Low-income kids get free tutoring

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500 slots for school district program went unfilled last year; deadline is Friday

Free after-school tutoring is available for low-income students at San Francisco public schools that have low overall scores on state standardized tests, but parents have to sign up by Friday to qualify for the extra educational help.

Last year, more than 500 slots for the free program went unfilled in San Francisco. Critics charged that the district did not do enough to publicize the program because unused funds go back into a general pool for the low-achieving schools.

This year, the district has opted not to hold the enrollment fair as it had in prior years to inform parents about the tutoring and available providers, because it drew only about 40 participants last year, according to officials.

However, the letter inviting parents to the meeting went out in students’ backpacks only 10 days before the Saturday event and only to a limited number of parents — to prevent potential over-enrollment, a school official said last year.

Qualifying low-income parents are allowed to choose from a list of service providers — ranging from private education giants such as Kaplan to district-run tutoring groups — and the district picks up the nearly $1,500 per-student tab.

“As long as they’re eligible for free or reduced lunch and their child is performing at basic or below in English language arts or math, they’re eligible for these services,” said Ky Vu, the district official overseeing the tutoring program.

This year, the district will rely on the letters as well as school principals to get the word out about the tutoring program, Vu said.

Last year, 11 tutoring service providers divided the district pie, with Sylvan’s Education Station getting the biggest slice of business — 271 students and a $385,773 contract. The district offered its own tutoring service called EXCEL, and recruited 68 students.

Poor parents are eager for free tutoring, said Giselle Quezada, an organizer for the community group ACORN, which has rallied around the need for better communication and outreach to parents whose children attend academically struggling schools.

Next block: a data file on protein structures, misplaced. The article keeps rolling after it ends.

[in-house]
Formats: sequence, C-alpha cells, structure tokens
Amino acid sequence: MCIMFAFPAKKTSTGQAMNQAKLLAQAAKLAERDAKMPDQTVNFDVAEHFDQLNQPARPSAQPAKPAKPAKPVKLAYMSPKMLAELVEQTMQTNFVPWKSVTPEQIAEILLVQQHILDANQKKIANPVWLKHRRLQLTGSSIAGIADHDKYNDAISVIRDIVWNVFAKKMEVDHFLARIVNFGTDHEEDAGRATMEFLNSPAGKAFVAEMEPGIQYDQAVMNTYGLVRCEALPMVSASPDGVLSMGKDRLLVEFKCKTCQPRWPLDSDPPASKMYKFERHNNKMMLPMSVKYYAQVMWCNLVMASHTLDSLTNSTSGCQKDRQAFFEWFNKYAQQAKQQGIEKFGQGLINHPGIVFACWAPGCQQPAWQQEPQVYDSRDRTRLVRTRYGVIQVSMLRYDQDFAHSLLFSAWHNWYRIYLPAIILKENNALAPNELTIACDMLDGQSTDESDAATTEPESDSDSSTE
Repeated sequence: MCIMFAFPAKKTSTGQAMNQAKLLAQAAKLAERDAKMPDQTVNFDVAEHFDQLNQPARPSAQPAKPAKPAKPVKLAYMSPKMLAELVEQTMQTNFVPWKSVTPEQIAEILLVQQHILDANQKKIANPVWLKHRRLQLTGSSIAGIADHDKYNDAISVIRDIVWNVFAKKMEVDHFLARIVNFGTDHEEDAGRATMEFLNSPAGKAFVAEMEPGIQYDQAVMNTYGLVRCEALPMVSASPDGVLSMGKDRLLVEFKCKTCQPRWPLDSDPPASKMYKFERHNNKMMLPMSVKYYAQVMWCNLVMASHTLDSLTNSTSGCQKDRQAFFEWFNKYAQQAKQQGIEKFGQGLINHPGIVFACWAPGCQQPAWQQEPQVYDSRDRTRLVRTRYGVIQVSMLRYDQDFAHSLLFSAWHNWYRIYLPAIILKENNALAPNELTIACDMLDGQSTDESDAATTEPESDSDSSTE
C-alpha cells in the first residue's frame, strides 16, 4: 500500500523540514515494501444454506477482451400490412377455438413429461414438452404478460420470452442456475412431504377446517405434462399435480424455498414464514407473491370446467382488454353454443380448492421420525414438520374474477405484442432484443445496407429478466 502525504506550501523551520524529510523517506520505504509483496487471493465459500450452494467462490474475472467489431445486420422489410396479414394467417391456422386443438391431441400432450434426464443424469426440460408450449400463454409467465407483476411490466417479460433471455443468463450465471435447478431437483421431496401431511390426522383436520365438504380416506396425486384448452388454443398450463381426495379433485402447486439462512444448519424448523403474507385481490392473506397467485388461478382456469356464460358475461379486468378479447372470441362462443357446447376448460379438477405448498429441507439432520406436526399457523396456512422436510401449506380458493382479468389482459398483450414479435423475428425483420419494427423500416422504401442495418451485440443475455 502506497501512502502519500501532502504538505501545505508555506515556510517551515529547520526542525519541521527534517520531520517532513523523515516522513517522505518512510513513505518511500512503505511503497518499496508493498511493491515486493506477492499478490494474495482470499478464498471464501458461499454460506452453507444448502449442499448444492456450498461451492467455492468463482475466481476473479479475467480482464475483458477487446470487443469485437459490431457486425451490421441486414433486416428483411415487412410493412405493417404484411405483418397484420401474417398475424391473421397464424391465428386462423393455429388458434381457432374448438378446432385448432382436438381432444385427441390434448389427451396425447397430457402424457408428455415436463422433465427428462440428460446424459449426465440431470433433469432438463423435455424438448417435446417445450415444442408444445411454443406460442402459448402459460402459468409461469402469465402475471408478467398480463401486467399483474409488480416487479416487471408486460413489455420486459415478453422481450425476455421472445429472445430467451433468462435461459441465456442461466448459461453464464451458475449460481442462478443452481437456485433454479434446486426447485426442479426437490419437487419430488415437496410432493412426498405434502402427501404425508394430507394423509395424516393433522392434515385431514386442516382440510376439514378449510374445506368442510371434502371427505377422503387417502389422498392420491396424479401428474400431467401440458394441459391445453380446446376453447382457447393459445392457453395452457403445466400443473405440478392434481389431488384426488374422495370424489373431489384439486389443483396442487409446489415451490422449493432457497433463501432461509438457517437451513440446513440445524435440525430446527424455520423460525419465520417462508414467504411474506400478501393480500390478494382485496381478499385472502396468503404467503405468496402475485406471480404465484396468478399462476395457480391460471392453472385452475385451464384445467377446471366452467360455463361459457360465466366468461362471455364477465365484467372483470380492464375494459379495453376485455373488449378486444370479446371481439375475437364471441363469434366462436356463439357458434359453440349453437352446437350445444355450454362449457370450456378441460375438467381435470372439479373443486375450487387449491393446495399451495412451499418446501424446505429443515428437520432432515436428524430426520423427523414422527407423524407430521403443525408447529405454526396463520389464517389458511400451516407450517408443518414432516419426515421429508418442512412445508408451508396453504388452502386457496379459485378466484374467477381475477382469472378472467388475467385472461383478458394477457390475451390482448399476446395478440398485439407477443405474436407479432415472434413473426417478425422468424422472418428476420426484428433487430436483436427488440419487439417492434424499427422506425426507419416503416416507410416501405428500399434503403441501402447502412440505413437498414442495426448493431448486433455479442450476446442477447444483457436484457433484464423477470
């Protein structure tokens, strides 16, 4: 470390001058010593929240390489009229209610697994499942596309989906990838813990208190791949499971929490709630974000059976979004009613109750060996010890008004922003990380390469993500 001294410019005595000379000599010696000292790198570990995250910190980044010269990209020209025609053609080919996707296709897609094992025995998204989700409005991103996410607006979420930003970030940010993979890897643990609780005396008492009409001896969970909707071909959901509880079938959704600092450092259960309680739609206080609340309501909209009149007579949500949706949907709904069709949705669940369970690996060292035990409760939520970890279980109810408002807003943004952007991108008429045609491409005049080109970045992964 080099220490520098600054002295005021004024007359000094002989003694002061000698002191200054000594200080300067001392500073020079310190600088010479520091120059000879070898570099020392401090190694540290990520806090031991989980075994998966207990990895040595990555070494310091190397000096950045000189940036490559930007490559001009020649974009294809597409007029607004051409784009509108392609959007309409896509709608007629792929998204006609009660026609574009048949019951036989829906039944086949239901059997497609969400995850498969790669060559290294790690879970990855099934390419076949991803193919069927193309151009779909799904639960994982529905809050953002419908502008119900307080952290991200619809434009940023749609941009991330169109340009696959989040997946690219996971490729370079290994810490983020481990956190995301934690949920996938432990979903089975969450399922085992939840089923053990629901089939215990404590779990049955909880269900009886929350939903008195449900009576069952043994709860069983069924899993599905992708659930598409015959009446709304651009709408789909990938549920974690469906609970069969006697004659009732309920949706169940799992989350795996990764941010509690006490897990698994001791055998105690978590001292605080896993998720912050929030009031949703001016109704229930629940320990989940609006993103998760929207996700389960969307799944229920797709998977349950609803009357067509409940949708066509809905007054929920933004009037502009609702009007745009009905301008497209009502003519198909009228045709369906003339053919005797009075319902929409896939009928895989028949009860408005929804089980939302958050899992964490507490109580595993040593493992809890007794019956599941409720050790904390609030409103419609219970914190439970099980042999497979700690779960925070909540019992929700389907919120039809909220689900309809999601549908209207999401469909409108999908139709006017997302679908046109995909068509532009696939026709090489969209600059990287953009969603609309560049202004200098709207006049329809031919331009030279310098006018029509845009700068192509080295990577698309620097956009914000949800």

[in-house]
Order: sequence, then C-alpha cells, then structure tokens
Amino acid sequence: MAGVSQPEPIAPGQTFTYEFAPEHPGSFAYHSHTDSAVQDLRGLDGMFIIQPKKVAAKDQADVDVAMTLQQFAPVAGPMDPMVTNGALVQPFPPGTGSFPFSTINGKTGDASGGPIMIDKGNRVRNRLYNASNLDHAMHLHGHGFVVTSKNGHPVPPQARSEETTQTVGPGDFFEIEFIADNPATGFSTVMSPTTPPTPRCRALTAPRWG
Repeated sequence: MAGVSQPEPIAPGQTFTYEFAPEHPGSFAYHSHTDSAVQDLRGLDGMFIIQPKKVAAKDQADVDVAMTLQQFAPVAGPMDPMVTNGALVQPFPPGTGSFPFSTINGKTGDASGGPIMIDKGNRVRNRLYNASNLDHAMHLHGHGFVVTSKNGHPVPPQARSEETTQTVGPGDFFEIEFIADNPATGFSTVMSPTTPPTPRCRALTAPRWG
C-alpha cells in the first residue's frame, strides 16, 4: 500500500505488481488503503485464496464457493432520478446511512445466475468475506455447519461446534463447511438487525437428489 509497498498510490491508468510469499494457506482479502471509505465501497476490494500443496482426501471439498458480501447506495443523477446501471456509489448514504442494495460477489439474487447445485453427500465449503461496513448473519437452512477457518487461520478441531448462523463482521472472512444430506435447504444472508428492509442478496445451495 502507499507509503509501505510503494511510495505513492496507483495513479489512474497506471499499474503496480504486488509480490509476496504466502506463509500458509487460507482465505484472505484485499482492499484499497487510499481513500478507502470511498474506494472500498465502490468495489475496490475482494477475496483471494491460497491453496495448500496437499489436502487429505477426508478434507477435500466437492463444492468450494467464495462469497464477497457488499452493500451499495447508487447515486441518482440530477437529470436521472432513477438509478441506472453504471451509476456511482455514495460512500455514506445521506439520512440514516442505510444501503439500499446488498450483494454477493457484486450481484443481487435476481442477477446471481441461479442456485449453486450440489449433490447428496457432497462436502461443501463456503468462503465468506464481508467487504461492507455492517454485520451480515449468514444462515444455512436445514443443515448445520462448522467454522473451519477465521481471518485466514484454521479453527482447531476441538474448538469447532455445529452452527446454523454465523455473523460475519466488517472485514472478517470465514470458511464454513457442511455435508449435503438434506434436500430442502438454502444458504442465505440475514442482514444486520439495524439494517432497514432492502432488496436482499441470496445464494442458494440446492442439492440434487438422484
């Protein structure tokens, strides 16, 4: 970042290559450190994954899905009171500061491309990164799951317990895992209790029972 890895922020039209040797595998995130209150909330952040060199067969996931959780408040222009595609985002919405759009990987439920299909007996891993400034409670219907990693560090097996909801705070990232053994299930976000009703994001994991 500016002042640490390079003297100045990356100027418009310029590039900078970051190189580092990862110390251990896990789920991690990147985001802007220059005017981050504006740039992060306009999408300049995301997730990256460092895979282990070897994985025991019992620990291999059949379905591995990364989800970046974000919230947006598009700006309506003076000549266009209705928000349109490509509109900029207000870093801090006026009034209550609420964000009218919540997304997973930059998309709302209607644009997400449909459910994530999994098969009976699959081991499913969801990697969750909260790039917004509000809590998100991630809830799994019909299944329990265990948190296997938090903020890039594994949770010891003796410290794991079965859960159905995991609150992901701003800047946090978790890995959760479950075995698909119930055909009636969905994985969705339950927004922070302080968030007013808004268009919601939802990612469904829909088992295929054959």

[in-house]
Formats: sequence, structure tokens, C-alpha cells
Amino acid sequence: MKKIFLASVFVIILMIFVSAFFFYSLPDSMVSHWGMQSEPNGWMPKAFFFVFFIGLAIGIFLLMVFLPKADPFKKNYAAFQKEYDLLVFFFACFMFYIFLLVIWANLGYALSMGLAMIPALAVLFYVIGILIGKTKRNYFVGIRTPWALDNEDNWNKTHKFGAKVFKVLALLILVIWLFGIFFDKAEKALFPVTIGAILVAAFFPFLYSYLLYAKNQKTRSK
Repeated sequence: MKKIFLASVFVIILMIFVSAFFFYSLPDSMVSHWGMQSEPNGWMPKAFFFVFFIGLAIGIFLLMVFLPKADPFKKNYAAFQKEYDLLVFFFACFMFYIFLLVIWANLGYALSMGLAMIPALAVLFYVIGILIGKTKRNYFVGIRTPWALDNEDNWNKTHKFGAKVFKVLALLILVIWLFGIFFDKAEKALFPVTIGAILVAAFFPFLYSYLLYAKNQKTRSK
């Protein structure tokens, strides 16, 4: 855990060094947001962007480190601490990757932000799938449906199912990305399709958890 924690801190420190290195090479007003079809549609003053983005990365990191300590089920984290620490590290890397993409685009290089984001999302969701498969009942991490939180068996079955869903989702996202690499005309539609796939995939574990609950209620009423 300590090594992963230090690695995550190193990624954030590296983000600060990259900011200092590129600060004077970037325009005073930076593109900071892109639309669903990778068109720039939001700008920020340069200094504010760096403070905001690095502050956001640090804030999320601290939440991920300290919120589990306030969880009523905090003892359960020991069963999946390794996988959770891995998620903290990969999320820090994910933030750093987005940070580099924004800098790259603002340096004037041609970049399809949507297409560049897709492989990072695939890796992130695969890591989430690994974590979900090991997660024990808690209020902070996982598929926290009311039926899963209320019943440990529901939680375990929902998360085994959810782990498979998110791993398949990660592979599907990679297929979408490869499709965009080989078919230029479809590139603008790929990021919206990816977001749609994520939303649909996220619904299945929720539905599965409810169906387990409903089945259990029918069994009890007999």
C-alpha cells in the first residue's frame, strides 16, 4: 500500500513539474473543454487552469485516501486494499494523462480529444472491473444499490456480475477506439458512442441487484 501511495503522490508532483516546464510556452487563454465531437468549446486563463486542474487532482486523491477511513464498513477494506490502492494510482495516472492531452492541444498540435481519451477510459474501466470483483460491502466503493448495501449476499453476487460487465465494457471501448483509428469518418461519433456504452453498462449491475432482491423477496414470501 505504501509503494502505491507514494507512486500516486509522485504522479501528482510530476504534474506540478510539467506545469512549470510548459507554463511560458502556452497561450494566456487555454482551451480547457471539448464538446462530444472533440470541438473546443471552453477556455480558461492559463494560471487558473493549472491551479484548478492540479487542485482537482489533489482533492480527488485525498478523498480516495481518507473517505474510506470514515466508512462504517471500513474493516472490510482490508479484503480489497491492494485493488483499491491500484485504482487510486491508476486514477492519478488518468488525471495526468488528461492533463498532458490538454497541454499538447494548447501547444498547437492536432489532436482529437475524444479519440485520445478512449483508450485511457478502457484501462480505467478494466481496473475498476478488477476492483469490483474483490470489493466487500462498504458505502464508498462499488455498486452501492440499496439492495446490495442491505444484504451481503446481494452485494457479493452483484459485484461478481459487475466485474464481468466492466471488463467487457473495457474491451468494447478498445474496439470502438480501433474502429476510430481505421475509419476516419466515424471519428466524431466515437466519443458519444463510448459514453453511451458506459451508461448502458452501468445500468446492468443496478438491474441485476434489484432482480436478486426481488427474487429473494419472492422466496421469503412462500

“The principals are already overwhelmed with the work they do,” Quezada said. “Why not have the teachers send a note to the parents and then have a meeting to make sure the parents understand all of the programs available for their child?”

Parent-teacher conferences in San Francisco’s public schools are scheduled for the week of Oct. 30 through Nov. 3, however, after the free-tutoring application period.

Eric Earling, a regional representative for the U.S. Department of Education, said anecdotal evidence suggests that some districts have been “unenthusiastically meeting the letter of the law, but not the spirit of the law,” by not giving parents proper notice of the free tutoring option.

No Child Left Behind requires service

School districts are required to provide free after-school tutoring, called Supplemental Education Services, under the federal No Child Left Behind education law.

Under the controversial federal law, a certain percentage of students each year at public schools must score at grade level on state standardized tests. That benchmark is called Adequate Yearly Progress, and the percentage of students gets higher each year because the federal government wants all students — including English language learners and disabled students — to pass the tests by 2014.

If a school fails to reach the AYP mark for more than two years, it faces an escalating list of sanctions, beginning with providing students with an option to transfer and free tutoring, and after four years, possible closure or staff replacement.

beslinger@examiner.com

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